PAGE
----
Well, it does not have to be so. As counterintuitive as it may sound, even repetitiveness could be inspiring sometimes. A brilliant example of this is found in Makhmalbaf's
Afghan Alphabet. A large part of this semi-documentary consists of scenes showing Afghan children sitting on the floor in overcrowded, under-equipped classrooms (if those rooms can be called so) repeating in unison, as loudly as they can, the first two letters of the Persian alphabet: “A, B”.
Unfortunately, the slick pun is missed in translation. That's how I see it: Afghan people are doubly unfortunate. Drought stricken, they are as much in need of stepping out of darkness of their ignorance, exacerbated by their illiteracy as they are in need of water. (Note to non-Persian reader: The first two letters of Persian alphabet put together make the word that means water in Persian-a mere coincidence that our director puts to a very good use.)
The scene of children shouting “A, B” is shown over and over from different angles, and exactly at the moment you start thinking that it's probably just a trick for adding to the minutes of the film, the depth of the misery of Afghan nation sinks in, finally, and you are awakened to a painful realization and the lump that is growing in your throat makes it really hard for you to breathe.
But let's go back to
I'm certainly no movie expert, but I found some of the symbolism in the movie quite interesting, even from the viewpoint of a layman. Payami's two main characters seem to be the representatives of the extreme poles of our schizophrenic collective self, which has been oscillating between, to put it rather broadly, Tradition and Modernity for a long time now.
The soldier's concept of the law is, well, soldier-ly. He is used to viewing the laws as mere commands that are beyond disputation and delievered by the authority once and for all. The chador-clad girl, despite her traditional outfit, is there to prove exactly the opposite: that people can and must have a say in the laws they are governed by.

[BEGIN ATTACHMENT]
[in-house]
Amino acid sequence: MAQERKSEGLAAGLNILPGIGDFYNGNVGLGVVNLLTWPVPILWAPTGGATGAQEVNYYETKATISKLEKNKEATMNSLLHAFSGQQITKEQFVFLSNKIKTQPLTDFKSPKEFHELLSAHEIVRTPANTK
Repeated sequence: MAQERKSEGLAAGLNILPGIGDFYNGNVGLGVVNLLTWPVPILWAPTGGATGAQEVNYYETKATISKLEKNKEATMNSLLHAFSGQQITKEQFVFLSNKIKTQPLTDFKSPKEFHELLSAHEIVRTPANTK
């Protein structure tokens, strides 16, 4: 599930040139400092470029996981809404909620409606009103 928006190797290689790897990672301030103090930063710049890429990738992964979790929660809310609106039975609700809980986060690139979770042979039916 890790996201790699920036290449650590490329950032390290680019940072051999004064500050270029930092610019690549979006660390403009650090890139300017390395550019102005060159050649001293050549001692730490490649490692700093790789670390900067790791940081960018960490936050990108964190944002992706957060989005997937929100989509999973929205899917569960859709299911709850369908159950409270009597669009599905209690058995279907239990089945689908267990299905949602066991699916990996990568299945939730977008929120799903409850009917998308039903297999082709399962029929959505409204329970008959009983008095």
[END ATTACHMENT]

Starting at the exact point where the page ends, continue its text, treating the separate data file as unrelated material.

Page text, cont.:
The symbolic meaning of stopping the car at the red light which is absurdly planted in the middle of nowhere cannot be missed by any attentive viewer, or reviewer. My favorite part, however, was when that old man who is using such modern technology for making some good ol� traditional tea adamantly refuses to vote to anyone but God. But all candidates happen to be mortal humans this time around. “God is not a candidate,” the girl informs the man. Apparently, He has no interest in running for office anymore, or perhaps the authorities in Tehran have banned Him from running!
From what I have read,
Secret Ballot is only Payami's second movie, and although some Iranian directors may be well aware of the truism implicit in the ending of Woody Allen's
Hollywood Ending (See the movie, if you haven't!), I think it is too early to conclude that Payami makes his movies only for festivals. Let's give the guy the benefit of the doubt.
Finally, what I always find disappointing about Persian movies that are screened abroad is the poor quality of the English subtitles. They are not only sometimes impossible to read, but are usually filled with misspellings and other embarrassing errors. Even
Secret Ballot which is directed by someone raised in an English-speaking country was not immune from misspelled words. (I specifically remember “cemetery” spelled wrong!) One can't help but wonder if those in charge of typing the subtitles are even familiar with the idea of a spell-checker. In any case, they don't seem to be fit for the job they have been trusted with, but then again…